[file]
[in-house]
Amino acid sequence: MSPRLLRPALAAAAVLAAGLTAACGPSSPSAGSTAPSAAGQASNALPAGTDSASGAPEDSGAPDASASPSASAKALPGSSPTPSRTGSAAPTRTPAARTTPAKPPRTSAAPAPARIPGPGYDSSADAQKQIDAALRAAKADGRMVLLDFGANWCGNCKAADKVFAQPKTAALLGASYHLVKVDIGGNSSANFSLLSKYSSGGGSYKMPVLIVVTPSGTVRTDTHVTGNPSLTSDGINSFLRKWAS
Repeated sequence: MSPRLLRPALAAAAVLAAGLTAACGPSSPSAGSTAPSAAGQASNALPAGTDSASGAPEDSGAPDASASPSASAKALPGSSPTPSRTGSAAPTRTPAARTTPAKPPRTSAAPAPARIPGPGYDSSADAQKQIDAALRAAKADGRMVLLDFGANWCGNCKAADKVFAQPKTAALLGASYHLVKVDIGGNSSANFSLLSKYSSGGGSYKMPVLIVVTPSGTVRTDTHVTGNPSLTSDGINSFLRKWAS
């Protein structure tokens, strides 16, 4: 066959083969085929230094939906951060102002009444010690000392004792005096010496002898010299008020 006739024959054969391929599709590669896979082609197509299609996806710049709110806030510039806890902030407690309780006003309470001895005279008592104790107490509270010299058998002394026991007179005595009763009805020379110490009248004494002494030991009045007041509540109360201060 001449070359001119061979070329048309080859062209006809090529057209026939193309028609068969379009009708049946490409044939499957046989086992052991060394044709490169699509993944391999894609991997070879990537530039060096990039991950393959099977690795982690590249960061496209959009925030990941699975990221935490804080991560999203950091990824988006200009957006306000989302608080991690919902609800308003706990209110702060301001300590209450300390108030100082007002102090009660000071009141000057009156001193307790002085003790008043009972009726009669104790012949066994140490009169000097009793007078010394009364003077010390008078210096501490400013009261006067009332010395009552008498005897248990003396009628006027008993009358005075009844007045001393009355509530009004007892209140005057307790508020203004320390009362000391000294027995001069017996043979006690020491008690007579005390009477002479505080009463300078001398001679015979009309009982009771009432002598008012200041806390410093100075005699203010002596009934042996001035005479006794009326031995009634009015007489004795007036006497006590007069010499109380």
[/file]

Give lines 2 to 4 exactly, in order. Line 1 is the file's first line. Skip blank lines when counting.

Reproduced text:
Amino acid sequence: MSPRLLRPALAAAAVLAAGLTAACGPSSPSAGSTAPSAAGQASNALPAGTDSASGAPEDSGAPDASASPSASAKALPGSSPTPSRTGSAAPTRTPAARTTPAKPPRTSAAPAPARIPGPGYDSSADAQKQIDAALRAAKADGRMVLLDFGANWCGNCKAADKVFAQPKTAALLGASYHLVKVDIGGNSSANFSLLSKYSSGGGSYKMPVLIVVTPSGTVRTDTHVTGNPSLTSDGINSFLRKWAS
Repeated sequence: MSPRLLRPALAAAAVLAAGLTAACGPSSPSAGSTAPSAAGQASNALPAGTDSASGAPEDSGAPDASASPSASAKALPGSSPTPSRTGSAAPTRTPAARTTPAKPPRTSAAPAPARIPGPGYDSSADAQKQIDAALRAAKADGRMVLLDFGANWCGNCKAADKVFAQPKTAALLGASYHLVKVDIGGNSSANFSLLSKYSSGGGSYKMPVLIVVTPSGTVRTDTHVTGNPSLTSDGINSFLRKWAS
């Protein structure tokens, strides 16, 4: 066959083969085929230094939906951060102002009444010690000392004792005096010496002898010299008020 006739024959054969391929599709590669896979082609197509299609996806710049709110806030510039806890902030407690309780006003309470001895005279008592104790107490509270010299058998002394026991007179005595009763009805020379110490009248004494002494030991009045007041509540109360201060 001449070359001119061979070329048309080859062209006809090529057209026939193309028609068969379009009708049946490409044939499957046989086992052991060394044709490169699509993944391999894609991997070879990537530039060096990039991950393959099977690795982690590249960061496209959009925030990941699975990221935490804080991560999203950091990824988006200009957006306000989302608080991690919902609800308003706990209110702060301001300590209450300390108030100082007002102090009660000071009141000057009156001193307790002085003790008043009972009726009669104790012949066994140490009169000097009793007078010394009364003077010390008078210096501490400013009261006067009332010395009552008498005897248990003396009628006027008993009358005075009844007045001393009355509530009004007892209140005057307790508020203004320390009362000391000294027995001069017996043979006690020491008690007579005390009477002479505080009463300078001398001679015979009309009982009771009432002598008012200041806390410093100075005699203010002596009934042996001035005479006794009326031995009634009015007489004795007036006497006590007069010499109380």